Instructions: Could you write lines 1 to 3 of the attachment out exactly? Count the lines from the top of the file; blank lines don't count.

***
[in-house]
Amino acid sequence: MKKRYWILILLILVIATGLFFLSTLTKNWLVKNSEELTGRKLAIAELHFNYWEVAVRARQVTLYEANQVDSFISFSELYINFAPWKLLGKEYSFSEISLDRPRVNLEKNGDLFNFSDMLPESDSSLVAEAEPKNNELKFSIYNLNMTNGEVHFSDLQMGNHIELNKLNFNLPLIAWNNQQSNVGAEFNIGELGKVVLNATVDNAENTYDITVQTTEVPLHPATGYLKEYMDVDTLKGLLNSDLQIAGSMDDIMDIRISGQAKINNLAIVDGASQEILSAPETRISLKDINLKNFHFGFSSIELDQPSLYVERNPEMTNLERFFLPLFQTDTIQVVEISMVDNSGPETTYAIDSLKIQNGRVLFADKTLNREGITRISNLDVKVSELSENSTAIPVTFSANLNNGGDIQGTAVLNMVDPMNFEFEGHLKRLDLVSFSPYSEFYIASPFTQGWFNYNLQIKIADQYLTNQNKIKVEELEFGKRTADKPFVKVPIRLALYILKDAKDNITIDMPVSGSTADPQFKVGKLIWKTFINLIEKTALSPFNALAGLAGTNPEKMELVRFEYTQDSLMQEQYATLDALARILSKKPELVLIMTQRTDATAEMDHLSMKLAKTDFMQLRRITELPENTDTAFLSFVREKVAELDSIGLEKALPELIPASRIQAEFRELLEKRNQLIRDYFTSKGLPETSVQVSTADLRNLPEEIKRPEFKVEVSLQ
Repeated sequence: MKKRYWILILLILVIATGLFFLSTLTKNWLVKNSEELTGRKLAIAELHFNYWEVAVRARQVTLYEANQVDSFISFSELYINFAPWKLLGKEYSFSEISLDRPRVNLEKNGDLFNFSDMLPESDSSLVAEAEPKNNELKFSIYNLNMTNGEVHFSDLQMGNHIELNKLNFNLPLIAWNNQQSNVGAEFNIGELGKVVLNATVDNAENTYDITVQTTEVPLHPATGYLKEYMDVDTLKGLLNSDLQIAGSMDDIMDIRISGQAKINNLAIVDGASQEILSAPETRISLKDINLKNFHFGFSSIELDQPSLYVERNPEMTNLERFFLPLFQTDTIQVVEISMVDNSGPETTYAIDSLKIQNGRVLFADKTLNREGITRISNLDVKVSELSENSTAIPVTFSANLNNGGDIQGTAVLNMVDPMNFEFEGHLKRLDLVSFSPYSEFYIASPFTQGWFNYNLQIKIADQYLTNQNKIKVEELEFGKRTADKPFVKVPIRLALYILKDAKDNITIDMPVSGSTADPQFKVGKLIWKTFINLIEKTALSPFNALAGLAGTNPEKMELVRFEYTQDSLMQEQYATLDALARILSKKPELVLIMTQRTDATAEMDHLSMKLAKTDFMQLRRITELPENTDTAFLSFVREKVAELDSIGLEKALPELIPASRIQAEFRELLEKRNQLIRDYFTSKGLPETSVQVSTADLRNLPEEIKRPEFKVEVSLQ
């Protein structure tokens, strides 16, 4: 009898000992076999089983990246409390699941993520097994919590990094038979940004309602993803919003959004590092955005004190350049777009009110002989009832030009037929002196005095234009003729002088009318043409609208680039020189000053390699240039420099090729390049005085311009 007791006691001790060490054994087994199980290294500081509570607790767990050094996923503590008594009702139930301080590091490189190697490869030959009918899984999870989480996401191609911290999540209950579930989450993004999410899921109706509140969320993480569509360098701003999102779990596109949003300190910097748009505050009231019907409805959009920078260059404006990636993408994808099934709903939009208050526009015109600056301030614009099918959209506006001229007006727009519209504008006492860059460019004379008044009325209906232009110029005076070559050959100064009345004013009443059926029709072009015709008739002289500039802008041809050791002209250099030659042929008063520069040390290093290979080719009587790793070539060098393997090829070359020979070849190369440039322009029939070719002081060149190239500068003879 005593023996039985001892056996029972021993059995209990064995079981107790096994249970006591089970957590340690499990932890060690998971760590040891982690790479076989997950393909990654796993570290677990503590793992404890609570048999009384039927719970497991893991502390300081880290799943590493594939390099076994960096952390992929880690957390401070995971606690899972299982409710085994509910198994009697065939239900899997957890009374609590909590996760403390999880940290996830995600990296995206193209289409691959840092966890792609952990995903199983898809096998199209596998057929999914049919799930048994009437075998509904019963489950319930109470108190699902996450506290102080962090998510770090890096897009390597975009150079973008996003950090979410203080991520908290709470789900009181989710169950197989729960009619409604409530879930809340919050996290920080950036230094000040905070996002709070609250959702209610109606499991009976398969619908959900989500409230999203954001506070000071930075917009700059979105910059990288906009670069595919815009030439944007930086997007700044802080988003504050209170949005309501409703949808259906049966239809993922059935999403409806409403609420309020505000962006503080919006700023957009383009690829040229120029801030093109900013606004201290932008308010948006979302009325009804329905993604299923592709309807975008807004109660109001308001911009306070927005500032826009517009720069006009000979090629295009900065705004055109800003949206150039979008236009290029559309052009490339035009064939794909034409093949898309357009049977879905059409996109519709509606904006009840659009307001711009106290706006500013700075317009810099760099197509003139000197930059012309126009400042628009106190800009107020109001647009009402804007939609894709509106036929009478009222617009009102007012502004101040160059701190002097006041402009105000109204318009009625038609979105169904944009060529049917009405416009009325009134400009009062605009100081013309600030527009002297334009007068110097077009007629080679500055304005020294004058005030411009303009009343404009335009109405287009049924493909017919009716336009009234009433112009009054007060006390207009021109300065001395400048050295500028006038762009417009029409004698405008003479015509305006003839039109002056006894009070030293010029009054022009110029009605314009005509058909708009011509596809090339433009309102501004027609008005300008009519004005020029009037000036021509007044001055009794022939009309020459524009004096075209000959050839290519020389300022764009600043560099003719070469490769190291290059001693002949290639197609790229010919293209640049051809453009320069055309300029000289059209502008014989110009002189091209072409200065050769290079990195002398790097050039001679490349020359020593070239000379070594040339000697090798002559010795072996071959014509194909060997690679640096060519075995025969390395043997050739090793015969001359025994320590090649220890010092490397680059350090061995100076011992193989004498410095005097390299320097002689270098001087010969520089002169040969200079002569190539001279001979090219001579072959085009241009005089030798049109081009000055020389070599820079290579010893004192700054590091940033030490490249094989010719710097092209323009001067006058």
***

[in-house]
Amino acid sequence: MKKRYWILILLILVIATGLFFLSTLTKNWLVKNSEELTGRKLAIAELHFNYWEVAVRARQVTLYEANQVDSFISFSELYINFAPWKLLGKEYSFSEISLDRPRVNLEKNGDLFNFSDMLPESDSSLVAEAEPKNNELKFSIYNLNMTNGEVHFSDLQMGNHIELNKLNFNLPLIAWNNQQSNVGAEFNIGELGKVVLNATVDNAENTYDITVQTTEVPLHPATGYLKEYMDVDTLKGLLNSDLQIAGSMDDIMDIRISGQAKINNLAIVDGASQEILSAPETRISLKDINLKNFHFGFSSIELDQPSLYVERNPEMTNLERFFLPLFQTDTIQVVEISMVDNSGPETTYAIDSLKIQNGRVLFADKTLNREGITRISNLDVKVSELSENSTAIPVTFSANLNNGGDIQGTAVLNMVDPMNFEFEGHLKRLDLVSFSPYSEFYIASPFTQGWFNYNLQIKIADQYLTNQNKIKVEELEFGKRTADKPFVKVPIRLALYILKDAKDNITIDMPVSGSTADPQFKVGKLIWKTFINLIEKTALSPFNALAGLAGTNPEKMELVRFEYTQDSLMQEQYATLDALARILSKKPELVLIMTQRTDATAEMDHLSMKLAKTDFMQLRRITELPENTDTAFLSFVREKVAELDSIGLEKALPELIPASRIQAEFRELLEKRNQLIRDYFTSKGLPETSVQVSTADLRNLPEEIKRPEFKVEVSLQ
Repeated sequence: MKKRYWILILLILVIATGLFFLSTLTKNWLVKNSEELTGRKLAIAELHFNYWEVAVRARQVTLYEANQVDSFISFSELYINFAPWKLLGKEYSFSEISLDRPRVNLEKNGDLFNFSDMLPESDSSLVAEAEPKNNELKFSIYNLNMTNGEVHFSDLQMGNHIELNKLNFNLPLIAWNNQQSNVGAEFNIGELGKVVLNATVDNAENTYDITVQTTEVPLHPATGYLKEYMDVDTLKGLLNSDLQIAGSMDDIMDIRISGQAKINNLAIVDGASQEILSAPETRISLKDINLKNFHFGFSSIELDQPSLYVERNPEMTNLERFFLPLFQTDTIQVVEISMVDNSGPETTYAIDSLKIQNGRVLFADKTLNREGITRISNLDVKVSELSENSTAIPVTFSANLNNGGDIQGTAVLNMVDPMNFEFEGHLKRLDLVSFSPYSEFYIASPFTQGWFNYNLQIKIADQYLTNQNKIKVEELEFGKRTADKPFVKVPIRLALYILKDAKDNITIDMPVSGSTADPQFKVGKLIWKTFINLIEKTALSPFNALAGLAGTNPEKMELVRFEYTQDSLMQEQYATLDALARILSKKPELVLIMTQRTDATAEMDHLSMKLAKTDFMQLRRITELPENTDTAFLSFVREKVAELDSIGLEKALPELIPASRIQAEFRELLEKRNQLIRDYFTSKGLPETSVQVSTADLRNLPEEIKRPEFKVEVSLQ